6 ways to break free from junk food addiction

Eating less junk food is one of the hardest things to do — especially around the holidays when everywhere you look you see a bowl of candy, a plate of cookies or some cheesy, carb-filled appetizer. Even if you promise to stay strong, more often than not, you give in to temptation.

But giving up junk food isn’t difficult because you lack willpower. It’s difficult because junk food is addictive

Once you start eating junk food daily, you’re hooked. In fact, your body reacts to junk food the same way it does to addictive substances like alcohol, cocaine and tobacco. It goes through a cycle of binging, craving and withdrawal. But breaking the cycle is so important — and not just to maintain a healthy weight either…

It may sound crazy, but even if you don’t have diabetes, junk food causes wastes and fluids to accumulate in your blood, tricking your kidneys into behaving as if you had full-fledged diabetes. And eventually, that can make you quite sick.

So how do you break the cycle?

It won’t be easy, but certain techniques can help you break free from junk food addiction. Once you succeed, you’ll no longer be a slave to your food cravings. And you’ll feel and look better too. Here are six tips that can help you:

  1. Know your junk food triggers.

Junk food triggers are different for everybody. Some people can’t say no to sweets. Others can polish off a bag of potato chips in one sitting. You need to be aware of your triggers to take control of them. The most addictive food groups are sugar, fat, flour, wheat, salt and artificial sweeteners, so your triggers probably fall in one or more of these categories.

  1. Replace junk food with less addictive foods you like.

Once you taste one of your junk food triggers, it’s hard to control yourself. That’s because they create an addictive response in your body that makes you want to binge. But there are certainly other foods you like that don’t trigger addictive, out-of-control eating. Maybe you have a hard time controlling yourself when you eat pasta, for example. But you like brown rice too and can eat that without overdoing it. Choose foods that you enjoy, but not in a compulsive way.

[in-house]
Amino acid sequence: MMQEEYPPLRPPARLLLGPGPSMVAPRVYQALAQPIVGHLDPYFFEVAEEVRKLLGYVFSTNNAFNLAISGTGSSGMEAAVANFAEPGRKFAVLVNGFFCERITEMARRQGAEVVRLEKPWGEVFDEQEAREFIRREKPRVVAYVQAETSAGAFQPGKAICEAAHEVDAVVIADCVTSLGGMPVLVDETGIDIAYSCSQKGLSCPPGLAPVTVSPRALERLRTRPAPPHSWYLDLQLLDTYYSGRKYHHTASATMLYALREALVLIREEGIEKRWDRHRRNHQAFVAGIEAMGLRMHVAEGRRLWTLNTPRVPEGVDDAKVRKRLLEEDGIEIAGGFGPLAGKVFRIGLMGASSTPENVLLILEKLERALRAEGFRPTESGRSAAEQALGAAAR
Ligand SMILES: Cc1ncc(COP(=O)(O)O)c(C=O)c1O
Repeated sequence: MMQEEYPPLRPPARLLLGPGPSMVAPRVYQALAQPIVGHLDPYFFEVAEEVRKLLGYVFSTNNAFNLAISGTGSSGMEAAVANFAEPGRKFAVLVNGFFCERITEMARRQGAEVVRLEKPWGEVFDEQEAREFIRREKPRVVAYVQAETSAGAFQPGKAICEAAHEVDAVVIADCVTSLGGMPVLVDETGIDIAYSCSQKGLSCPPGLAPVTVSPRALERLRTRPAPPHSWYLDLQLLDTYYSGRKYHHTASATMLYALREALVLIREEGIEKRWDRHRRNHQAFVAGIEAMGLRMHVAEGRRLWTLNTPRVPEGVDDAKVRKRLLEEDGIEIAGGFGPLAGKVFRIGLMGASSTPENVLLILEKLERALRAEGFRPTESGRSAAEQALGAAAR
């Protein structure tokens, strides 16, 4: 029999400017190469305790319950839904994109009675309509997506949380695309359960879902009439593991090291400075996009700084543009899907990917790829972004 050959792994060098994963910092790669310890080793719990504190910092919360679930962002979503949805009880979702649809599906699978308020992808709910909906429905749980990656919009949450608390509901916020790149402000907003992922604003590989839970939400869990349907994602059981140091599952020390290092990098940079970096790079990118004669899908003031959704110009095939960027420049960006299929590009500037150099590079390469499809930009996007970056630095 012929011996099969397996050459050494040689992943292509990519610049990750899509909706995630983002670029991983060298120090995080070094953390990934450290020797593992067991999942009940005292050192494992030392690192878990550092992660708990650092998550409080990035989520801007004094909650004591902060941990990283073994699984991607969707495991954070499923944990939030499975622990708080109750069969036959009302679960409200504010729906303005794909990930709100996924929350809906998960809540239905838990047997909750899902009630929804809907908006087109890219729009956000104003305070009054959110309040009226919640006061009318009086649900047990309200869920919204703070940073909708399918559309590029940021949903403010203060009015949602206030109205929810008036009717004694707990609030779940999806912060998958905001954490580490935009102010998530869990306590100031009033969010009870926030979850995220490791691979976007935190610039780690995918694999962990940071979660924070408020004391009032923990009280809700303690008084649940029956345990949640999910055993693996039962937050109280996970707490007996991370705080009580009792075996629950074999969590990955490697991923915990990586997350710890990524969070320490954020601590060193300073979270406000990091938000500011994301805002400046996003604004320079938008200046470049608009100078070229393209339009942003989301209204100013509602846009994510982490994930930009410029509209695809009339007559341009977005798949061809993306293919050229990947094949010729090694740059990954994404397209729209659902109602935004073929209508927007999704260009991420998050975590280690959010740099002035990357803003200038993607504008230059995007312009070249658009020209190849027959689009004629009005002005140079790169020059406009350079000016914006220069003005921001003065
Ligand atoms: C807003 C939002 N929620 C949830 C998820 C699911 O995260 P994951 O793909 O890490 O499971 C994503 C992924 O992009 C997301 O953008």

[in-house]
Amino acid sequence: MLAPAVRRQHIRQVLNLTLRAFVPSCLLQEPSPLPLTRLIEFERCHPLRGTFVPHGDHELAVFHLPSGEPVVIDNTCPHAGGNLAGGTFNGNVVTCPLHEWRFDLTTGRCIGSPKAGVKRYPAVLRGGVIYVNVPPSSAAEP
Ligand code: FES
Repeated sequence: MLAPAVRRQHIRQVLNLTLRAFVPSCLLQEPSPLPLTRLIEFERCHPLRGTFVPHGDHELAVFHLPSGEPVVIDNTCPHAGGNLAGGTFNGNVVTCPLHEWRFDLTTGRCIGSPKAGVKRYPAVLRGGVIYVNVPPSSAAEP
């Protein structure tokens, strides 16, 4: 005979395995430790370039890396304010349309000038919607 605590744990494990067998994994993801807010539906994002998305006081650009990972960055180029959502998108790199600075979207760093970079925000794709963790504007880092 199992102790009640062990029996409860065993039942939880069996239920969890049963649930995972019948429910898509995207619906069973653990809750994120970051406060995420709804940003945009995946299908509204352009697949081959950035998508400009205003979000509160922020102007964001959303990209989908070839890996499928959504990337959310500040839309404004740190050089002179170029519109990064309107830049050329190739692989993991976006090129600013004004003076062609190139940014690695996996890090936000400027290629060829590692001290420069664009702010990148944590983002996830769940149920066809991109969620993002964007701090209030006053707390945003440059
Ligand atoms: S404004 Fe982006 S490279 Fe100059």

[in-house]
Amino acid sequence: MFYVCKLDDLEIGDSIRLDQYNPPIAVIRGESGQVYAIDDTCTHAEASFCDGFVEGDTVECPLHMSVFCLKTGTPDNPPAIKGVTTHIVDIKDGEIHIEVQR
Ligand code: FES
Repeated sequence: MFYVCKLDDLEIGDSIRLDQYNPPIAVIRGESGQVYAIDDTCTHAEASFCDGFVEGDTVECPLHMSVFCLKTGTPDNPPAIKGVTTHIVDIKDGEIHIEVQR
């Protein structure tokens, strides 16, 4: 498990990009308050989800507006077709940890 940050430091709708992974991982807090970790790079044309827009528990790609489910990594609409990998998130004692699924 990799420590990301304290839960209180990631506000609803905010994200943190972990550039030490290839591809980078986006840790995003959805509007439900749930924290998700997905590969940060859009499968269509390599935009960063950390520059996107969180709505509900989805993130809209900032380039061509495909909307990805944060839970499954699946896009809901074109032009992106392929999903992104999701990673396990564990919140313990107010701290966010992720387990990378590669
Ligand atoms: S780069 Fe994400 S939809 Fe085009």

1. Plan ahead.

Your best defense against junk food addiction is preparation. Plan healthy meals and snacks ahead of time, and you’ll be less likely to give in to a last-minute junk food splurge. If you’re going to a party, bring a healthy dish that you can eat even if everything else at the party falls in your junk food danger zone.

  1. Learn to tolerate cravings.

There will be times when all the food substitutes and planning in the world can’t save you from a major junk food craving. But you can train yourself to tolerate these cravings. Some people find that if they look at a food they crave, smell it and take a small taste of it, that’s enough to trick their mind into thinking they’ve had it. You can also try waiting out a craving. Cravings are usually only intense for a short while, like 10 minutes or so. If you can make it through those first 10 minutes without succumbing to your craving, chances are you’ll forget about it.

  1. Cut down on stress.

When you’re stressed, you’re more likely to give in to a junk food craving because stress makes you crave comfort food. Stress also changes how your body metabolizes food. People who eat junk food when they are stressed experience more negative health effects than people who eat it when they aren’t stressed. Reduce stress in your life by practicing deep breathing exercises, meditation, going for a massage or anything else that makes you calm and relaxed.

  1. Stick to it for at least four weeks.

Dr. Michael Cutler says you need to stick to a junk-food free diet for at least four weeks to really break the cycle of addiction. It may be hard in the beginning, but it will get easier as time goes on. The longer you stay away from junk food the less you crave it. And once your body has withdrawn from the bad stuff, you can indulge in a treat every once in a while without losing control.

Source: “How to break the junk food habit.” Medical Xpress. http://medicalxpress.com. Retrieved November 4, 2016.


Jenny Smiechowski

By Jenny Smiechowski

Jenny Smiechowski is a Chicago-based freelance writer who specializes in health, nutrition and the environment. Her work has appeared in online and print publications like Chicagoland Gardening magazine, Organic Lifestyle Magazine, BetterLife Magazine, TheFix.com, Hybridcars.com and Seedstock.com.